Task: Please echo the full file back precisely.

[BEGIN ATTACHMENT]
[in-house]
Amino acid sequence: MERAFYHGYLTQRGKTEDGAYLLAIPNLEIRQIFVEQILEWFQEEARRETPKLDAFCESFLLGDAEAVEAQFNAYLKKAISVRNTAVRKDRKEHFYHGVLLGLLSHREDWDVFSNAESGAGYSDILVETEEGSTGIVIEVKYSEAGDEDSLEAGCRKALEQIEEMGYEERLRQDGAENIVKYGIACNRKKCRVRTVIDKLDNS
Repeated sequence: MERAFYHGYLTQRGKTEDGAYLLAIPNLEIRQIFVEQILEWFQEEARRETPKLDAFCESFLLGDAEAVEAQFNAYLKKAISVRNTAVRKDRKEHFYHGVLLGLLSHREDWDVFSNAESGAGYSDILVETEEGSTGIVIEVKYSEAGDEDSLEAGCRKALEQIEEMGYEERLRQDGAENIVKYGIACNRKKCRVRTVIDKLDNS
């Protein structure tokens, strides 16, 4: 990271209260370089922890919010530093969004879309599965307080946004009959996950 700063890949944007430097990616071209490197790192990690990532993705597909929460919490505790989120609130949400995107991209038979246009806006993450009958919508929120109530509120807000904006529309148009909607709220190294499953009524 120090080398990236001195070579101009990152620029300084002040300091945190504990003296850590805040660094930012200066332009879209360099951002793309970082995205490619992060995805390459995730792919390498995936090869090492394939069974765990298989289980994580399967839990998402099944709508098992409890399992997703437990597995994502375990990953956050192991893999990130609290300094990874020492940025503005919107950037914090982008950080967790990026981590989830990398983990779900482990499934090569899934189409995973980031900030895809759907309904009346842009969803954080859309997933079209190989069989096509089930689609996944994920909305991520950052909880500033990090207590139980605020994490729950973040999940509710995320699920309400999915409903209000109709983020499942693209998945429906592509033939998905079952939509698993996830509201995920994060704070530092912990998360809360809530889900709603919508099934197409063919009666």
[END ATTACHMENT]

[in-house]
Amino acid sequence: MERAFYHGYLTQRGKTEDGAYLLAIPNLEIRQIFVEQILEWFQEEARRETPKLDAFCESFLLGDAEAVEAQFNAYLKKAISVRNTAVRKDRKEHFYHGVLLGLLSHREDWDVFSNAESGAGYSDILVETEEGSTGIVIEVKYSEAGDEDSLEAGCRKALEQIEEMGYEERLRQDGAENIVKYGIACNRKKCRVRTVIDKLDNS
Repeated sequence: MERAFYHGYLTQRGKTEDGAYLLAIPNLEIRQIFVEQILEWFQEEARRETPKLDAFCESFLLGDAEAVEAQFNAYLKKAISVRNTAVRKDRKEHFYHGVLLGLLSHREDWDVFSNAESGAGYSDILVETEEGSTGIVIEVKYSEAGDEDSLEAGCRKALEQIEEMGYEERLRQDGAENIVKYGIACNRKKCRVRTVIDKLDNS
């Protein structure tokens, strides 16, 4: 990271209260370089922890919010530093969004879309599965307080946004009959996950 700063890949944007430097990616071209490197790192990690990532993705597909929460919490505790989120609130949400995107991209038979246009806006993450009958919508929120109530509120807000904006529309148009909607709220190294499953009524 120090080398990236001195070579101009990152620029300084002040300091945190504990003296850590805040660094930012200066332009879209360099951002793309970082995205490619992060995805390459995730792919390498995936090869090492394939069974765990298989289980994580399967839990998402099944709508098992409890399992997703437990597995994502375990990953956050192991893999990130609290300094990874020492940025503005919107950037914090982008950080967790990026981590989830990398983990779900482990499934090569899934189409995973980031900030895809759907309904009346842009969803954080859309997933079209190989069989096509089930689609996944994920909305991520950052909880500033990090207590139980605020994490729950973040999940509710995320699920309400999915409903209000109709983020499942693209998945429906592509033939998905079952939509698993996830509201995920994060704070530092912990998360809360809530889900709603919508099934197409063919009666």